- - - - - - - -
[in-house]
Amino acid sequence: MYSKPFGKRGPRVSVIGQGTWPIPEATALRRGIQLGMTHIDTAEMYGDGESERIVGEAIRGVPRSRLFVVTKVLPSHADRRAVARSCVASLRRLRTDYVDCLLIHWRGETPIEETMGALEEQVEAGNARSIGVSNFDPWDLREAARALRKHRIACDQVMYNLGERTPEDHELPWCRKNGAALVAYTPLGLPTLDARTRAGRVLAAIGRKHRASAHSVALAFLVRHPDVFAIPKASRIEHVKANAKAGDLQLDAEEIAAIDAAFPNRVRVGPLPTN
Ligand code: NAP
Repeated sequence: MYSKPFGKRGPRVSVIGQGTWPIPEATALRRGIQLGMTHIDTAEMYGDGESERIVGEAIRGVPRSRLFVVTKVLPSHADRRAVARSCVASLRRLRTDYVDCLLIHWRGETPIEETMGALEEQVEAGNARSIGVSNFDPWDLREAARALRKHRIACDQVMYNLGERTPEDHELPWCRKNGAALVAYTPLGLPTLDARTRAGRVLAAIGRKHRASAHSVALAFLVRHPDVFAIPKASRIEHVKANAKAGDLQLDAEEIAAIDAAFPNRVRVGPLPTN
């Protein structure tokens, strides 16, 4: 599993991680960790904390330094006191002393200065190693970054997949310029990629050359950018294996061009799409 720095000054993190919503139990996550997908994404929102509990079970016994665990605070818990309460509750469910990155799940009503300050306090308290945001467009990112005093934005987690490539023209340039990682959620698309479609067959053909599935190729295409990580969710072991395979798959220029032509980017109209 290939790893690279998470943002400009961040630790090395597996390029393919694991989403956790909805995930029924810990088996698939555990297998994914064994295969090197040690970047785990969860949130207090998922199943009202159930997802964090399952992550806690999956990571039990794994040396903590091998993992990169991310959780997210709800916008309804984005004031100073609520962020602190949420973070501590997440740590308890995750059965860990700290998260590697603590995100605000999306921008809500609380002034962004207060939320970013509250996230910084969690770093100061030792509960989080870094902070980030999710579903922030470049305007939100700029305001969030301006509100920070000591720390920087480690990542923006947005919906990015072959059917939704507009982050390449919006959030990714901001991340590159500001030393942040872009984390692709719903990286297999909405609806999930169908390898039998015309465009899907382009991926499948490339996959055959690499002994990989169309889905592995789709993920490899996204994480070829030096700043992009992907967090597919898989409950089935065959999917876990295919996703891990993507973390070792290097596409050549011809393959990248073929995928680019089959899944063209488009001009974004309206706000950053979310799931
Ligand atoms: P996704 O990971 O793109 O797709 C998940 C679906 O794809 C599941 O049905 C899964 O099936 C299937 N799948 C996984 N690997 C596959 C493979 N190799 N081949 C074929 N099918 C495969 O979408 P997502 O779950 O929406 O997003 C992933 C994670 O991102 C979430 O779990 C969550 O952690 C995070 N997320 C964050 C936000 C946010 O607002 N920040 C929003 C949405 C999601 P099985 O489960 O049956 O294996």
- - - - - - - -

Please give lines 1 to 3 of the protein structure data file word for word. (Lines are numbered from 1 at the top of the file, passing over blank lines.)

[in-house]
Amino acid sequence: MYSKPFGKRGPRVSVIGQGTWPIPEATALRRGIQLGMTHIDTAEMYGDGESERIVGEAIRGVPRSRLFVVTKVLPSHADRRAVARSCVASLRRLRTDYVDCLLIHWRGETPIEETMGALEEQVEAGNARSIGVSNFDPWDLREAARALRKHRIACDQVMYNLGERTPEDHELPWCRKNGAALVAYTPLGLPTLDARTRAGRVLAAIGRKHRASAHSVALAFLVRHPDVFAIPKASRIEHVKANAKAGDLQLDAEEIAAIDAAFPNRVRVGPLPTN
Ligand code: NAP